Program Rating

This program has not yet been evaluated.
Book it!

About This Program

Cost

By Request: $0.00
By Request Premium: $0.00

FREE!



Length

Lesson - minimum of 3-45 mins. sessions; virtual Ranger visit - 20-30 mins.


Target Audience

Education: Grade(s) 3, 4, 5

Minimum participants:

Virtual and On-Site: Minimum 20 students

Maximum participants:

Virtual: No maximum; On-site: 60 students


Primary Disciplines

Language Arts/English, Literacy, Social Studies/History, Writing


Program Delivery Mode

Videoconference – Webcam/desktop (Zoom, Google Meet, Cisco WebEx, GoToMeeting, Microsoft Teams, Blue Jeans, etc...)
Zoom
Microsoft Teams



Booking Information

Virtual Ranger visit and on-site education programs are only available on Tuesday, Wednesday, Thursday at 9:30am, 10:00am, or 10:15am.

Book it!

Receive this program and 9 more for one low price when you purchase the CILC Virtual Expeditions package. Learn more

For more information contact CILC at (507) 388-3672

Provider's Cancellation Policy

Notify the Education Team at President's Park at least 24 hours in advance of any cancellations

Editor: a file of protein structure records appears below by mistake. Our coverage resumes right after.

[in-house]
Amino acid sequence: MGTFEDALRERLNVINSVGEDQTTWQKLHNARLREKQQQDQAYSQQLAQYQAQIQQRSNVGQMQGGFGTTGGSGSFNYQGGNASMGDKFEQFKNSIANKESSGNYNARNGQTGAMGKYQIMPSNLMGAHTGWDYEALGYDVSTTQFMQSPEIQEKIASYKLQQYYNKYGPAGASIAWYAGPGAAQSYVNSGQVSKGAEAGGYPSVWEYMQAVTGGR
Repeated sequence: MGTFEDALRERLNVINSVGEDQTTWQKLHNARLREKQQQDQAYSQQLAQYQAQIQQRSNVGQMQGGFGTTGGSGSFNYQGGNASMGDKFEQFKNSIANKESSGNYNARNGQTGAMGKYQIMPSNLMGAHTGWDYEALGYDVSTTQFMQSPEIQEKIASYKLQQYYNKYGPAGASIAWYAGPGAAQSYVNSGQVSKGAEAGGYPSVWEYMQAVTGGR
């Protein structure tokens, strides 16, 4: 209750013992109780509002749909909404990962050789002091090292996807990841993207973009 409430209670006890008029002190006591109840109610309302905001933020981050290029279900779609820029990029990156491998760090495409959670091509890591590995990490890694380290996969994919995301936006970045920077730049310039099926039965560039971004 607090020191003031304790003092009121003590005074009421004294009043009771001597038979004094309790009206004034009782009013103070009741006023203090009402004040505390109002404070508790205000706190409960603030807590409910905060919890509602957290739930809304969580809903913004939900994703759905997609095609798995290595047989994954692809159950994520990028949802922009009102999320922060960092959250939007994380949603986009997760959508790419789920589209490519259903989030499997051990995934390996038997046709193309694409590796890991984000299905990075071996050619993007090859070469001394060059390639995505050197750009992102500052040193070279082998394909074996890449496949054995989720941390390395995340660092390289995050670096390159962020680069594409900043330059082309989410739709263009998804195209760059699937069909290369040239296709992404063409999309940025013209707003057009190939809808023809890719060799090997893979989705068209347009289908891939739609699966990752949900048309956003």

About This Provider

Content Provider logo

 

DC Area National Parks and Partners

Rockville, MD
United States

National parks and partners in the Washington, D.C. area are collaborating to offer a variety of programs for 4th and 5th graders.  Choose from science and history topics that fit your curriculum needs.  Explore with your students the amazing resources around the nation's capital.

Contact:
William Schrack
william@parktrust.org
3012797275

Program Details

Format

1. This program begins with the teacher leading a discussion about two primary source images of historic events.
2. Students will then engage with a self-guided learning experience about Paul Jennings life.
3. A Park Ranger will virtually visit the classroom to explore the White House Visitor Center.
4. (Optional) The students will visit the White House Visitor Center to participate in an education program.
5. Students will present their learning using a performance assessment.

*On the material list, the PDF titled "PowerPoint Resource Links" provides teachers with access to the three components of the lesson. Download a personal copy to ensure that teacher notes and directions can be viewed on a personal device.

Objectives

Participants will explore and explain the life of Paul Jennings.
Participants will use a critical lens to analyze multiple perspectives of historic events.
Participants will engage in discussions, self-guided learning experiences, and a performance assessment to encapsulate learning.

Standards Alignment

National Standards

Common Core Standards:
Grade Level: 3rd -- English Language Arts:
• RI.3.1 – Ask and answer questions to demonstrate understanding of a text,
referring explicitly to the text as the basis for the answers.
• RI.3.3 – Describe the relationship between a series of historical events,